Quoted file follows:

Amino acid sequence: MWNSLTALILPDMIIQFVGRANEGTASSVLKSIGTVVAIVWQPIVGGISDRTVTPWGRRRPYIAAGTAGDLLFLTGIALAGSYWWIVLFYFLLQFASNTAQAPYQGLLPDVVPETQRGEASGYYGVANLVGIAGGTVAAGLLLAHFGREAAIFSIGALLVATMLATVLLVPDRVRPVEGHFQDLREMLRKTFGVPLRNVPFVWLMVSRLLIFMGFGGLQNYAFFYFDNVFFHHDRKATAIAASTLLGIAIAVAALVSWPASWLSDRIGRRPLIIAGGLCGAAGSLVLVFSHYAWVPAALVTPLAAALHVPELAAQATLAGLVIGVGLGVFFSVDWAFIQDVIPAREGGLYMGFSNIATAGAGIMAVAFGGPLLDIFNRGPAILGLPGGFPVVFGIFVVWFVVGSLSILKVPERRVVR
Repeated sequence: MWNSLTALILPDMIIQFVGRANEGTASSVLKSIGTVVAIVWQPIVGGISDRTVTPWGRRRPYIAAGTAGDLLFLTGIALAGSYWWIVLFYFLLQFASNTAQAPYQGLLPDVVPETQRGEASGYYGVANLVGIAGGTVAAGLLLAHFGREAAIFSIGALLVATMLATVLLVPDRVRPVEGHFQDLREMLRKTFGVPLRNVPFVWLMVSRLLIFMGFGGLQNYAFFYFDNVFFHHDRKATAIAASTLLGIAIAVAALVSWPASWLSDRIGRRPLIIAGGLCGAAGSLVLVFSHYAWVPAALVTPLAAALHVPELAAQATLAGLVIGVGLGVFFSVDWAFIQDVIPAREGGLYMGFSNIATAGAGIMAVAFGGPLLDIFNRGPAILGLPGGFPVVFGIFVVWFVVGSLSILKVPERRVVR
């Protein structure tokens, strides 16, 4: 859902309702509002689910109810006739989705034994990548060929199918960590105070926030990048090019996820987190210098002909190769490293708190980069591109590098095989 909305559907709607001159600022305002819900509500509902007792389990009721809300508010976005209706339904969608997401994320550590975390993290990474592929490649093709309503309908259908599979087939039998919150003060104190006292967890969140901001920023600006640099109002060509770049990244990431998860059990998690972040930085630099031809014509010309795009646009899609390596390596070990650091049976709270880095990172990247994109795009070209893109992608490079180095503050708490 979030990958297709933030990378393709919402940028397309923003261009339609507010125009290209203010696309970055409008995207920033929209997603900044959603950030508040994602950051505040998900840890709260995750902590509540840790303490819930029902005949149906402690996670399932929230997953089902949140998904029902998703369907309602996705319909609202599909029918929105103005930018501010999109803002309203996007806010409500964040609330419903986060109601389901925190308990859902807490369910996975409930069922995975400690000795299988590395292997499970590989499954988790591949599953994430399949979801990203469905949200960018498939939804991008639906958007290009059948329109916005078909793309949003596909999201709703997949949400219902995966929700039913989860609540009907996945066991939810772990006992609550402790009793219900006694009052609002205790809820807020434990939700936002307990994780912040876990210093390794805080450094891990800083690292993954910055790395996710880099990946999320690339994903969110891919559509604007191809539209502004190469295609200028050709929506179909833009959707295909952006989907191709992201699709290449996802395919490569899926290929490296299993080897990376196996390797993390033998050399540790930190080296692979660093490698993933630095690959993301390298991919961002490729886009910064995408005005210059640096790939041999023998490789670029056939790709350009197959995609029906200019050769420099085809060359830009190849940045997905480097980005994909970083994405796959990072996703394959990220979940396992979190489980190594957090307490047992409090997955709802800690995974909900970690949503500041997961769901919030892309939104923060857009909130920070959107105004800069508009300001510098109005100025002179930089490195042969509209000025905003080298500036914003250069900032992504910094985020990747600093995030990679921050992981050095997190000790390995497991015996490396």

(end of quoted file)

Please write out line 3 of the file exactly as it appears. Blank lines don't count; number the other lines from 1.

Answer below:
């Protein structure tokens, strides 16, 4: 859902309702509002689910109810006739989705034994990548060929199918960590105070926030990048090019996820987190210098002909190769490293708190980069591109590098095989 909305559907709607001159600022305002819900509500509902007792389990009721809300508010976005209706339904969608997401994320550590975390993290990474592929490649093709309503309908259908599979087939039998919150003060104190006292967890969140901001920023600006640099109002060509770049990244990431998860059990998690972040930085630099031809014509010309795009646009899609390596390596070990650091049976709270880095990172990247994109795009070209893109992608490079180095503050708490 979030990958297709933030990378393709919402940028397309923003261009339609507010125009290209203010696309970055409008995207920033929209997603900044959603950030508040994602950051505040998900840890709260995750902590509540840790303490819930029902005949149906402690996670399932929230997953089902949140998904029902998703369907309602996705319909609202599909029918929105103005930018501010999109803002309203996007806010409500964040609330419903986060109601389901925190308990859902807490369910996975409930069922995975400690000795299988590395292997499970590989499954988790591949599953994430399949979801990203469905949200960018498939939804991008639906958007290009059948329109916005078909793309949003596909999201709703997949949400219902995966929700039913989860609540009907996945066991939810772990006992609550402790009793219900006694009052609002205790809820807020434990939700936002307990994780912040876990210093390794805080450094891990800083690292993954910055790395996710880099990946999320690339994903969110891919559509604007191809539209502004190469295609200028050709929506179909833009959707295909952006989907191709992201699709290449996802395919490569899926290929490296299993080897990376196996390797993390033998050399540790930190080296692979660093490698993933630095690959993301390298991919961002490729886009910064995408005005210059640096790939041999023998490789670029056939790709350009197959995609029906200019050769420099085809060359830009190849940045997905480097980005994909970083994405796959990072996703394959990220979940396992979190489980190594957090307490047992409090997955709802800690995974909900970690949503500041997961769901919030892309939104923060857009909130920070959107105004800069508009300001510098109005100025002179930089490195042969509209000025905003080298500036914003250069900032992504910094985020990747600093995030990679921050992981050095997190000790390995497991015996490396």